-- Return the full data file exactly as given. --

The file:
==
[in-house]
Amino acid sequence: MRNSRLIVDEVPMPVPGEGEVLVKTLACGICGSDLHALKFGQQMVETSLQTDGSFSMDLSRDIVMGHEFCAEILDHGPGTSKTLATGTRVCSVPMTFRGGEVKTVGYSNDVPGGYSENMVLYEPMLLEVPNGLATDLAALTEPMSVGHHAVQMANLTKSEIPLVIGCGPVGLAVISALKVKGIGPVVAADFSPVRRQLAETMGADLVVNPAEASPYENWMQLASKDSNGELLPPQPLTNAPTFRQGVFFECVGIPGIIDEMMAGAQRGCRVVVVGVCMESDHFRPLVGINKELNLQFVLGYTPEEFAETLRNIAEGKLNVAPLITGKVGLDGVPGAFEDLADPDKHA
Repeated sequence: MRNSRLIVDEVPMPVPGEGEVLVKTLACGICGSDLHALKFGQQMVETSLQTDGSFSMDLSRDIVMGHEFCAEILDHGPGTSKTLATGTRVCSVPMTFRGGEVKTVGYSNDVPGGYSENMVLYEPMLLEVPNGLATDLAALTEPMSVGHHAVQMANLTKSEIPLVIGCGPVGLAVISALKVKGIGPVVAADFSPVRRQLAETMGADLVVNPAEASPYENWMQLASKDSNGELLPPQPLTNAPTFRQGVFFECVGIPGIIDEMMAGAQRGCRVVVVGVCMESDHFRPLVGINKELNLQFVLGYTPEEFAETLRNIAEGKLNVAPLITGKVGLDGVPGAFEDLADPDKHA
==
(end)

[in-house]
Amino acid sequence: MRNSRLIVDEVPMPVPGEGEVLVKTLACGICGSDLHALKFGQQMVETSLQTDGSFSMDLSRDIVMGHEFCAEILDHGPGTSKTLATGTRVCSVPMTFRGGEVKTVGYSNDVPGGYSENMVLYEPMLLEVPNGLATDLAALTEPMSVGHHAVQMANLTKSEIPLVIGCGPVGLAVISALKVKGIGPVVAADFSPVRRQLAETMGADLVVNPAEASPYENWMQLASKDSNGELLPPQPLTNAPTFRQGVFFECVGIPGIIDEMMAGAQRGCRVVVVGVCMESDHFRPLVGINKELNLQFVLGYTPEEFAETLRNIAEGKLNVAPLITGKVGLDGVPGAFEDLADPDKHA
Repeated sequence: MRNSRLIVDEVPMPVPGEGEVLVKTLACGICGSDLHALKFGQQMVETSLQTDGSFSMDLSRDIVMGHEFCAEILDHGPGTSKTLATGTRVCSVPMTFRGGEVKTVGYSNDVPGGYSENMVLYEPMLLEVPNGLATDLAALTEPMSVGHHAVQMANLTKSEIPLVIGCGPVGLAVISALKVKGIGPVVAADFSPVRRQLAETMGADLVVNPAEASPYENWMQLASKDSNGELLPPQPLTNAPTFRQGVFFECVGIPGIIDEMMAGAQRGCRVVVVGVCMESDHFRPLVGINKELNLQFVLGYTPEEFAETLRNIAEGKLNVAPLITGKVGLDGVPGAFEDLADPDKHA